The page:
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Small Business Income and
Subchapter S-Corps

by Wes Cowell; updated 2 October 2015 -- suggest a correction


When a small business owner leaves profits parked in the business, it's a case-by-case fight whether those "retained earnings" count for child support. The court applies heightened scrutiny in caes where the obligor controls distributions.  Need advice? Callleave your info., or scheduleschedule a consult.


Nearly all small businesses are "subchapter S-Corporations," or "S-Corps."  Big businesses must pay tax on their profits; S-corps do not -- profits in an S-Corp simply pass on to the owner and are counted in the owner's income when calculating income taxes.  The payment of profit to the owner is called a "distribution" and it is reported to the I.R.S. on a K-1 form just like payroll income is reported on a W-2 form.  Profits may be distributed to an owner throughout the year -- if there's enough profit in the business and the owner wants some, he can just grab some and it will be reported to the I.R.S., later.  A small business owner may receive a salary of, say, $100,000.  Throughout the year the owner may take, say, an additional $75,000 in little dribs and drabs every few days.  At the end of the year the business may have a profit of, say, $225,000, which the owner then takes at the end of the year.  The owner would receive a W-2 reporting $100,000 in income and a K-1 reporting the $300,000 distribution, for a total income of $400,000.


Sometimes, however, instead of taking all of the profits each year small business owner's leave some of the profit sitting in the business (called "retained earnings") to ensure its continued growth and to cover overhead expenses in the event of a downturn.  That money left in the business -- the retained earnings -- is still reported to the I.R.S. as the owner's income just as if it were a distribution that went in the owner's pocket.  To anyone looking at the tax forms, it looks like the owner had a lot of profit going into his pocket.  The owner, however, receives only some in his pocket . . . and the rest stays with the business to cover possible, future expenses.  So, if a small business owner is supposed to pay child support, we know that the salary is "income;" and we know that the money received as distributions is "income;" but what about the retained earnings the owner VOLUNTARILY leaves parked in the business?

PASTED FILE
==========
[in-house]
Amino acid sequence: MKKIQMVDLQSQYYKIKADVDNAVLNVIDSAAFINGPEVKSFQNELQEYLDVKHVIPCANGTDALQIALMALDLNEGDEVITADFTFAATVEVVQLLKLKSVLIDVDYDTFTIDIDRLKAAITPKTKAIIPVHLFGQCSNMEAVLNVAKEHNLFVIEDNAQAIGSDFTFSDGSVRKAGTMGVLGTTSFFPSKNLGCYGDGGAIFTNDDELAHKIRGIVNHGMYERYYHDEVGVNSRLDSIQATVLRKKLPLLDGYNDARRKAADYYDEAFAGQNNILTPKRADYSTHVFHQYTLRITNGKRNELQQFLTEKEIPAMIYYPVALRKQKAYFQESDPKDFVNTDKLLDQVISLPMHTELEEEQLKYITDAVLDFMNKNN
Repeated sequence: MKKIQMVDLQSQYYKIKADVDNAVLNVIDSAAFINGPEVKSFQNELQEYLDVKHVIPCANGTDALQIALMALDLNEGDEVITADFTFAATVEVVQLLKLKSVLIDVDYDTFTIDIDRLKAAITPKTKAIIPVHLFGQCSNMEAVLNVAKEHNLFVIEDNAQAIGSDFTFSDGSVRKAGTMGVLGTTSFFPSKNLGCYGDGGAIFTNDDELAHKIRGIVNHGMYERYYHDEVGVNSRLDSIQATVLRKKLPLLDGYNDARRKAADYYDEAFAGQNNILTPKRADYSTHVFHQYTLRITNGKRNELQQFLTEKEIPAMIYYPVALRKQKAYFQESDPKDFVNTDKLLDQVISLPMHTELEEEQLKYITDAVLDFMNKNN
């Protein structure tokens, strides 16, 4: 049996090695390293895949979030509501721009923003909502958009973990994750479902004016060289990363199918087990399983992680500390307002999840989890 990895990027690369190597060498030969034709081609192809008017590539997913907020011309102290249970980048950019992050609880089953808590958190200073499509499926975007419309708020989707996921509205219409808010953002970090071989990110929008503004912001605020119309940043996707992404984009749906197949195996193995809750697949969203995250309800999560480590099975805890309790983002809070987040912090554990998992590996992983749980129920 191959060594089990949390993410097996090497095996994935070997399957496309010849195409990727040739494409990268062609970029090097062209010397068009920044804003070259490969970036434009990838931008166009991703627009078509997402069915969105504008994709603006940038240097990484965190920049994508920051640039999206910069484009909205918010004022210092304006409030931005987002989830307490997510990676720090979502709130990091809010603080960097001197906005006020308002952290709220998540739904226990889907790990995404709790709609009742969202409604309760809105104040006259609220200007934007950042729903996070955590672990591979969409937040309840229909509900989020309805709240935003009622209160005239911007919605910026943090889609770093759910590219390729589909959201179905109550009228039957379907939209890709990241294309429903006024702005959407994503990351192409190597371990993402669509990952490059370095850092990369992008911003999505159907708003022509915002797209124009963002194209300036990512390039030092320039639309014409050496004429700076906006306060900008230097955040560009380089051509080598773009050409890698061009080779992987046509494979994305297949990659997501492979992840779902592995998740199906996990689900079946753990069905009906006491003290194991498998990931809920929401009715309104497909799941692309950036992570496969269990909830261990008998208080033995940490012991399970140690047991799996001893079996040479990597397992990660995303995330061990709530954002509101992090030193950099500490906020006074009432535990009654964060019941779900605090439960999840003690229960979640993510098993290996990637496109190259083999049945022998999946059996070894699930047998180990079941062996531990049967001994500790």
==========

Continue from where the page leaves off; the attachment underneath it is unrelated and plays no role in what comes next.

Moorthy v. Arjuna:  That was the problem in Moorthy v. Arjuna, 2015 IL App (1st) 132077 (Ill. App., 2015).  Moorthy and Arjuna married in December, 2000; had a daughter in March, 2002, and divorced in June, 2003.  Moorthy was awarded sole custody of the child and Arjuna was to pay 20% of his net income from the salary he received from a family-owned, IT consulting business called Mahantech Corp.  In 2006, Arjuna received about a third of the business as the stock was then worthless.  In 2007 the company nearly went broke and Arjuna paid $500 to buy 91% of Mahantech from a relative.  In May, 2011, Moorthy went back to court to seek an increase in child support and the issue finally made it to a hearing a year later in May, 2012.